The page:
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Southport and  Mersey Reporter -  Your free online newspaper service covering the Merseyside region - (Greater Liverpool).
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Issue:- 3 October 2013

Autumn Steam Gala 2013

ON Sunday, 6 October 2013, The West Lancashire Lancashire Light Railway will be holding its annual late season gala for enthusiasts young and old, will be running 11.30 am to 4.30 pm. 3 locomotives will be in steam and will be:- Montalban, Utrillas, and Joffre. - All 3 will be hauling frequent passenger trains. In addition, this event traditionally celebrates the varied industrial background of many 4 locomotives, steam and diesel. Diesel locomotives will be in action, and demonstration goods trains will operate at intervals through the afternoon. Admission to the site is free. Fares (valid for unlimited rides):- Family - £10.50; Adult - £4.00; - Senior - £3.50; Child (2+) - £3.00... Lineside passes for photographers also available.

CLA scrap metal victory will frustrate thieves

THE licensing laws introduced this on 1 October 2013; as a result of campaigning by the Association; will make it tougher for thieves to dispose of stolen scrap metal, says the CLA in the North.  The Association said metal theft has a huge impact on rural businesses in the region, and often vital pieces of equipment or building infrastructure are stolen and sold for a tiny fraction of their value.

CLA North Regional Director Dorothy Fairburn said:- "We are pleased to see the results of our lobbying victory put in place so metal theft can begin to be tackled. Farm machinery, lead stolen from roofs, and copper cable taken from phone lines all cause major problems to rural business and communities. These much-needed changes to the system will give local authorities real power to combat the rise of metal theft."

The CLA's Scrap the Cash campaign won a major victory with the passing of the Legal Aid Act earlier this year after the CLA President met the former Home Office Minister Lord Henley to ensure cash payments by scrap metal dealers would be prohibited.

Miss Fairburn added:- "We believe new regulation should only be put in place in certain circumstances. In this case, it is crucial to deal with the menace of scrap metal thieves."

Rent arrears spiral – Bedroom Tax in Merseyside 6 months on

MERSEYSIDE Housing Associations; working together to assess the impact of Government welfare reforms; have released new figures today on the 6 month anniversary of the introduction of the benefit changes.  They show spiralling rent arrears; as vulnerable tenants struggle to make up the shortfall as a result of benefit cuts; as well as sharp increases in the number of empty properties and the time it takes to re-let homes when they become vacant.  According to the latest data, arrears in Merseyside have increased by £2.2m when compared to the same period in 2012.  This loss of income could help build more than 125 houses in the region, which in turn would; create 280 jobs or have an economic impact of over £10.5m, according to the National Housing Federation.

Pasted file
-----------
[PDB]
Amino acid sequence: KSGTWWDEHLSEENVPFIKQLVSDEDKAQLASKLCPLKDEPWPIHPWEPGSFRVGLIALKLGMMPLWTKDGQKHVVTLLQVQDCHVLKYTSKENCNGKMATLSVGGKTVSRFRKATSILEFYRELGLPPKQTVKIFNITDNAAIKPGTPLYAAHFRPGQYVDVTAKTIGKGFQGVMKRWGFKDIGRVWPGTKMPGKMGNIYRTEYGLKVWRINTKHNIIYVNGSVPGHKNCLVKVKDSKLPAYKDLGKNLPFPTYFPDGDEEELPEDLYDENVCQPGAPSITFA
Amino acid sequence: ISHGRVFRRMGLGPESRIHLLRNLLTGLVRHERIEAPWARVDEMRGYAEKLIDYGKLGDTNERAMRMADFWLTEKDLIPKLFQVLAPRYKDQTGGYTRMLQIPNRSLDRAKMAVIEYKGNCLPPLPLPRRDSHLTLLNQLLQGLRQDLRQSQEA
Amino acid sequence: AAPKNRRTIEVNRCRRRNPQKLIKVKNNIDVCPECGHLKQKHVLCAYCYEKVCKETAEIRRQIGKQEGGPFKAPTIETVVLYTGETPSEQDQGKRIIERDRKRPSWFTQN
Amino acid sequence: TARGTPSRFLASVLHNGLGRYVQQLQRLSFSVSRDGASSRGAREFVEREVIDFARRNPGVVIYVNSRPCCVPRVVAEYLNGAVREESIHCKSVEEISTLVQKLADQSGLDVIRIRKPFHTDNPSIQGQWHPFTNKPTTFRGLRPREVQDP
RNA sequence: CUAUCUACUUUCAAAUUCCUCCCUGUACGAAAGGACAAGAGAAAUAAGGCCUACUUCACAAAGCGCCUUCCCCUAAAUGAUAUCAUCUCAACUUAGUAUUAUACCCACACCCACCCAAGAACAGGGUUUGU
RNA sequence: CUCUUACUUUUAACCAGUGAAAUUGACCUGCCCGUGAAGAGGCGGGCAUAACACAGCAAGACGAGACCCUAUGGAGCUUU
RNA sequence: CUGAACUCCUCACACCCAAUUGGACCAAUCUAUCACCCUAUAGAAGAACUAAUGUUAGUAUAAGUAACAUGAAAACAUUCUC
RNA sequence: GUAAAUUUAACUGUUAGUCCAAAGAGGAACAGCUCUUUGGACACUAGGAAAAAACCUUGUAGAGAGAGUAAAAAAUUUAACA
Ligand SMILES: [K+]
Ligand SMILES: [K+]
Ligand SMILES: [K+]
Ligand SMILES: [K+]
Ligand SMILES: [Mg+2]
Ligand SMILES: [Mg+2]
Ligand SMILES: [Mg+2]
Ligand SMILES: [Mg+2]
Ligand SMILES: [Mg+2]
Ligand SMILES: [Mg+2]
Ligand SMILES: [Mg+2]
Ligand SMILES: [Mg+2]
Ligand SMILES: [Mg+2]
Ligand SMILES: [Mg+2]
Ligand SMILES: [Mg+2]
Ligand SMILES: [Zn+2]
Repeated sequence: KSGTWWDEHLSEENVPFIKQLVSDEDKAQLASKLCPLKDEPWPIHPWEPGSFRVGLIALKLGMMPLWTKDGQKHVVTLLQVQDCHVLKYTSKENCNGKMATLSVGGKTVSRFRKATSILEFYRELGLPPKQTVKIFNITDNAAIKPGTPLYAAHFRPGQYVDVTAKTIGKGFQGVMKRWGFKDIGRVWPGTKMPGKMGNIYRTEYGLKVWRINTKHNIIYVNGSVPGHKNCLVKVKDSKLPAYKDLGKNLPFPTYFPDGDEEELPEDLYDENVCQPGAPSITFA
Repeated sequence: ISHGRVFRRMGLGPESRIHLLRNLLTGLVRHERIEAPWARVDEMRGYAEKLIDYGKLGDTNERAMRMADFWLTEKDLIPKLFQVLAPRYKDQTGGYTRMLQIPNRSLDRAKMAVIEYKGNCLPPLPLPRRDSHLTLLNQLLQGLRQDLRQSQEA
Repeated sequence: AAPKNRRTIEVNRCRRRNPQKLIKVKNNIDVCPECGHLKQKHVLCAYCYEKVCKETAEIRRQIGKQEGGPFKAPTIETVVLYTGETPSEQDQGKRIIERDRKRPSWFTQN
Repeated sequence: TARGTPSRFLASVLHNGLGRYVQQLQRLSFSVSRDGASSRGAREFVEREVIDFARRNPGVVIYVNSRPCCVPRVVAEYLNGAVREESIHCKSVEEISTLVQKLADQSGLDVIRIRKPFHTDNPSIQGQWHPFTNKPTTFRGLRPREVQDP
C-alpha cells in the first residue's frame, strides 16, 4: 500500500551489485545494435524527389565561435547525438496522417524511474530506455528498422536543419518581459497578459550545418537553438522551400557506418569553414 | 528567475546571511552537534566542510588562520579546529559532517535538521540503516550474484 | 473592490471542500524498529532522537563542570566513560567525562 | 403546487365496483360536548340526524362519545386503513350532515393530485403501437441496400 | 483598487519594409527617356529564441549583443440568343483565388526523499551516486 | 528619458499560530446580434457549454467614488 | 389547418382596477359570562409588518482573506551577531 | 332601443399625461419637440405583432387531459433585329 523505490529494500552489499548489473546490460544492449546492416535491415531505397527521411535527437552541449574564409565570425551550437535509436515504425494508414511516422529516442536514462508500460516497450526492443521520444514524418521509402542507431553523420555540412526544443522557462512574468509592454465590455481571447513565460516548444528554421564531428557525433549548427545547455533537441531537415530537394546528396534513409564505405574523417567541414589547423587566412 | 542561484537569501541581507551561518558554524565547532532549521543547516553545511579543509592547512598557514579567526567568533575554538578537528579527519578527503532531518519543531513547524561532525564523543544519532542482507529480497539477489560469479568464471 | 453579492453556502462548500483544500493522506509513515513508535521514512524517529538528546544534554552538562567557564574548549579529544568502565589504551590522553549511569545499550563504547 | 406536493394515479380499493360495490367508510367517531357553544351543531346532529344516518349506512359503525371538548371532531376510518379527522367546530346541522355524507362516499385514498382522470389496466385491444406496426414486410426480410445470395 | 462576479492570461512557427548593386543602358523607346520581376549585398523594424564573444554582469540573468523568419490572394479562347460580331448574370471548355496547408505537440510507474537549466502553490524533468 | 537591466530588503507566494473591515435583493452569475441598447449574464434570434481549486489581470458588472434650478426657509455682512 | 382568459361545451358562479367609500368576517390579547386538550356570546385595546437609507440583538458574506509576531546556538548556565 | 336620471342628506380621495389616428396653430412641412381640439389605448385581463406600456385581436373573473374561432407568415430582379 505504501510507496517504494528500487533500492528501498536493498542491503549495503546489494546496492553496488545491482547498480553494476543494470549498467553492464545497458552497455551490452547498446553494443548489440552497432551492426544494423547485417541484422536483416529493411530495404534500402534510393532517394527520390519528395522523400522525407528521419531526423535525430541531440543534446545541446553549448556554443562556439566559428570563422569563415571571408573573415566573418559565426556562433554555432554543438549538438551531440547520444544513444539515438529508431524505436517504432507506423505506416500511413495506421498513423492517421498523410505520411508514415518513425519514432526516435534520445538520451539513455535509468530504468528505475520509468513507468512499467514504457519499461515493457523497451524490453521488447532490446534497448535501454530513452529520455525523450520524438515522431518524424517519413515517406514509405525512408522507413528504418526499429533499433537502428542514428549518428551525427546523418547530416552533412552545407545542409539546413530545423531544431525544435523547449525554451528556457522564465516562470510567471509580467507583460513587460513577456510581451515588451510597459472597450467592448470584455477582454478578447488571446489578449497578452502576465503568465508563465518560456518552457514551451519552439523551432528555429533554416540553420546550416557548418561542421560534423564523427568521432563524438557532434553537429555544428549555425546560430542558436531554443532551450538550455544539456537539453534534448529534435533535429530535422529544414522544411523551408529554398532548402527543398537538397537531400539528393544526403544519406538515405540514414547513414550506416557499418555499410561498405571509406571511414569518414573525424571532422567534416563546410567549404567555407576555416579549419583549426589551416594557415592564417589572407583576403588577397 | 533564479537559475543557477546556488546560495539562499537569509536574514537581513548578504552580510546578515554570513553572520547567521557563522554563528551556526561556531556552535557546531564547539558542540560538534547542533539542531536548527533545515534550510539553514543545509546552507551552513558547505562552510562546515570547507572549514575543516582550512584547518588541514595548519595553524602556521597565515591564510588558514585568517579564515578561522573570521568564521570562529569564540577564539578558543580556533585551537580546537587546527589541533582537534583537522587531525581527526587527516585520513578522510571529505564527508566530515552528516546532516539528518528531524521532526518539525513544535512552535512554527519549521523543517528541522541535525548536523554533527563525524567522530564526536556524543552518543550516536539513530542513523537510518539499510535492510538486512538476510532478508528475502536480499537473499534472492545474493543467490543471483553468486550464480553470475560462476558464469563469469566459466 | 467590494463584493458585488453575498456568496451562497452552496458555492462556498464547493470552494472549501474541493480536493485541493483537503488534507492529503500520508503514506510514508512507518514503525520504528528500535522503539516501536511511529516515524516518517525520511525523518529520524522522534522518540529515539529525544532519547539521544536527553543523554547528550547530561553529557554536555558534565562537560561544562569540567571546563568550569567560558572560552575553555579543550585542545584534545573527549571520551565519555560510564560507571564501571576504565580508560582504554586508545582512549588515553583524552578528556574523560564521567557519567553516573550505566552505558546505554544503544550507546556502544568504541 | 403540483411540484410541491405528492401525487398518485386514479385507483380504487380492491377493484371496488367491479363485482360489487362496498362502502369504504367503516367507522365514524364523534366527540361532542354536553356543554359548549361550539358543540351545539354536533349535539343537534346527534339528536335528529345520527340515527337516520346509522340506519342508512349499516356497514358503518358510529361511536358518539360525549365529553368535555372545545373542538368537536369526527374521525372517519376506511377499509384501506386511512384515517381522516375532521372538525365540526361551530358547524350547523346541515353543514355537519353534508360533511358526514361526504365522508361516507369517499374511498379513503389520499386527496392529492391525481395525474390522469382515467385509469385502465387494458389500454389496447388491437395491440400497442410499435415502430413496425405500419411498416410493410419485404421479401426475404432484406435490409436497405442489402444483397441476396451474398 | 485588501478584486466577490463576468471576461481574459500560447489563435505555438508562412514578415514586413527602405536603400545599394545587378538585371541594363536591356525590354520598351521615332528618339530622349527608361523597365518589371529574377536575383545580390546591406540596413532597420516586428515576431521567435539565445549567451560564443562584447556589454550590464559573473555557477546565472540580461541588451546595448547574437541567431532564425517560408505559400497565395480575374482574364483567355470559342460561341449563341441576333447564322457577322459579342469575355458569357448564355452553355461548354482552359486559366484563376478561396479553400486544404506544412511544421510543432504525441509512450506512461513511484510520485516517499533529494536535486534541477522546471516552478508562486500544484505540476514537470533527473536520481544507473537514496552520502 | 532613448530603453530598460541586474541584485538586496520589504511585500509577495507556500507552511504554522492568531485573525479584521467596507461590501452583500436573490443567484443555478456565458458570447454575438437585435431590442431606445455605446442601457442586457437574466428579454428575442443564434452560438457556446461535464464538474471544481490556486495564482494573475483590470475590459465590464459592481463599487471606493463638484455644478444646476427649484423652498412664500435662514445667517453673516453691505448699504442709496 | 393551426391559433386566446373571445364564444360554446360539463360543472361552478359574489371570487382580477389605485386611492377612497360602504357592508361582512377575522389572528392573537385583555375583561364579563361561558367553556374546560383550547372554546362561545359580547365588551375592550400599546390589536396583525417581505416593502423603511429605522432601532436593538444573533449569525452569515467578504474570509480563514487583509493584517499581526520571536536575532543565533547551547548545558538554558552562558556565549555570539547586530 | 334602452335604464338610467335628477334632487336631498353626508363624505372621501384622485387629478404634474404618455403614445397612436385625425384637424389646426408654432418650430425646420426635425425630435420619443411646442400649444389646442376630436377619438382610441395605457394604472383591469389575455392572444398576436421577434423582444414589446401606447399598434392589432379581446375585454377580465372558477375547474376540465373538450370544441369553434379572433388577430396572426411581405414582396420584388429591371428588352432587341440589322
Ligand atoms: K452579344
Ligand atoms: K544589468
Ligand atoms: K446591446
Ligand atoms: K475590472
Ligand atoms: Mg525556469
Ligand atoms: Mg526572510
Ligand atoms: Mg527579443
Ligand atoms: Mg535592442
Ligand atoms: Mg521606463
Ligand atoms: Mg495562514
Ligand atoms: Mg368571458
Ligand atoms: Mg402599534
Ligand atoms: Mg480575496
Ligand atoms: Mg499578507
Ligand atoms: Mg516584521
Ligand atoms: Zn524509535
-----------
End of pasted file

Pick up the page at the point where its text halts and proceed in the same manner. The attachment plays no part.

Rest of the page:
Ian Thomson, Executive Director of Asset Management at First Ark Group which includes KHT said:- "The impact of the bedroom tax or under occupancy charge is having a major impact on our tenants and communities with over 60% of those affected finding themselves in arrears for the first time. The reduction in housing benefit payments, along with paying Council tax for the first time and the squeeze on incomes through rising prices and falling wages is pushing many tenants into increasing indebtedness.   This is placing vulnerable tenants under major pressure and while there are not enough smaller homes available for them to downsize is trapping them in cycle of debt and desperation. As a result we have seen a 30% increase in void properties and in particular a 130% increase in 3 bed houses becoming void, with a resultant increase in void times, costs and rental loss.  We would urge the government to review this policy as a matter of urgency as not only is it making the most vulnerable within our communities suffer severe hardship but is and will cost the public purse more."

At the same time "void" properties have increased by 29% to 1,956 and the average time it takes to re-let a property when it becomes empty has increased from 28 to 38 days.   The result is a loss of rent to social landlords of £616,662 per month compared to £397,224 last year.  

Daniel Klemm, North West External Affairs Manager at the National Housing Federation, added:- "Today's figures from Merseyside are yet more evidence to show that the bedroom tax is pushing vulnerable families into debt.  People can't even move to smaller homes to avoid the Bedroom Tax because there aren't enough smaller properties. Housing associations are working flat out to help their tenants cope with the changes, but they can't make one-bedroom houses appear out of thin air.   The Bedroom Tax is an unfair, ill conceived policy that is hurting Britain's poorest families and it must be repealed."

On April 1 2013, the coalition Government began cutting the housing benefit of people living in social housing who it believed had one or more unused rooms and gave them a choice: find the extra money to pay the rent, or move to a smaller property, irrespective of whether demand issues that exist in areas like the South East were applicable in locations like Merseyside.  A group of social landlords on Merseyside began campaigning against the Government's Bedroom Tax. The housing providers believe the Bedroom Tax is unfair and does not achieve what it sets out to.  They conducted the survey of housing associations across the Merseyside area; both those involved in the campaign and others; to gain a picture of the ongoing impact of the benefit changes.

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